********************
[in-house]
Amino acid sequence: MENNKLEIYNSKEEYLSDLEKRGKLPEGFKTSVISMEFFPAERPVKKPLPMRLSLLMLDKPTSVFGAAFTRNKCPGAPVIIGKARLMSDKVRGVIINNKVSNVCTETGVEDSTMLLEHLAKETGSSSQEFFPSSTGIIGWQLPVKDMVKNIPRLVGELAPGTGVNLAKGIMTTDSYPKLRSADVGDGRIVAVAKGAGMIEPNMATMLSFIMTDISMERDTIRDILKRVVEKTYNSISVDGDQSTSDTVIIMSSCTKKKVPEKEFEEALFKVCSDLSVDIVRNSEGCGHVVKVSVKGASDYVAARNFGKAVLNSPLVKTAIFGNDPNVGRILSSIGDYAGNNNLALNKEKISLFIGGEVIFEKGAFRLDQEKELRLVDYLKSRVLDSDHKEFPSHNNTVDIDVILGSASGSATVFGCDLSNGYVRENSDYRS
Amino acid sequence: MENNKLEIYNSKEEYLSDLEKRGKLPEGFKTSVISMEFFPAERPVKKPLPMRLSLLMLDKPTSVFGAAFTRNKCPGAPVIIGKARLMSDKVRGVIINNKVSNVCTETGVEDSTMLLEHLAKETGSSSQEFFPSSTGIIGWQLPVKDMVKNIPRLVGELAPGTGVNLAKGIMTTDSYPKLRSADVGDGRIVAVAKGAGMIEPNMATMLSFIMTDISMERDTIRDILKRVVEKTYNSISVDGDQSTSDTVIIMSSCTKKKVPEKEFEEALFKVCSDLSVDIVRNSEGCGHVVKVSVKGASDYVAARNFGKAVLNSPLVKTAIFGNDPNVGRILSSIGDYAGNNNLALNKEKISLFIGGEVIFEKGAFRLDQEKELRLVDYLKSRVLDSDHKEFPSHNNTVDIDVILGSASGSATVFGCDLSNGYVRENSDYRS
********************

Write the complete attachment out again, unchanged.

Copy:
[in-house]
Amino acid sequence: MENNKLEIYNSKEEYLSDLEKRGKLPEGFKTSVISMEFFPAERPVKKPLPMRLSLLMLDKPTSVFGAAFTRNKCPGAPVIIGKARLMSDKVRGVIINNKVSNVCTETGVEDSTMLLEHLAKETGSSSQEFFPSSTGIIGWQLPVKDMVKNIPRLVGELAPGTGVNLAKGIMTTDSYPKLRSADVGDGRIVAVAKGAGMIEPNMATMLSFIMTDISMERDTIRDILKRVVEKTYNSISVDGDQSTSDTVIIMSSCTKKKVPEKEFEEALFKVCSDLSVDIVRNSEGCGHVVKVSVKGASDYVAARNFGKAVLNSPLVKTAIFGNDPNVGRILSSIGDYAGNNNLALNKEKISLFIGGEVIFEKGAFRLDQEKELRLVDYLKSRVLDSDHKEFPSHNNTVDIDVILGSASGSATVFGCDLSNGYVRENSDYRS
Amino acid sequence: MENNKLEIYNSKEEYLSDLEKRGKLPEGFKTSVISMEFFPAERPVKKPLPMRLSLLMLDKPTSVFGAAFTRNKCPGAPVIIGKARLMSDKVRGVIINNKVSNVCTETGVEDSTMLLEHLAKETGSSSQEFFPSSTGIIGWQLPVKDMVKNIPRLVGELAPGTGVNLAKGIMTTDSYPKLRSADVGDGRIVAVAKGAGMIEPNMATMLSFIMTDISMERDTIRDILKRVVEKTYNSISVDGDQSTSDTVIIMSSCTKKKVPEKEFEEALFKVCSDLSVDIVRNSEGCGHVVKVSVKGASDYVAARNFGKAVLNSPLVKTAIFGNDPNVGRILSSIGDYAGNNNLALNKEKISLFIGGEVIFEKGAFRLDQEKELRLVDYLKSRVLDSDHKEFPSHNNTVDIDVILGSASGSATVFGCDLSNGYVRENSDYRS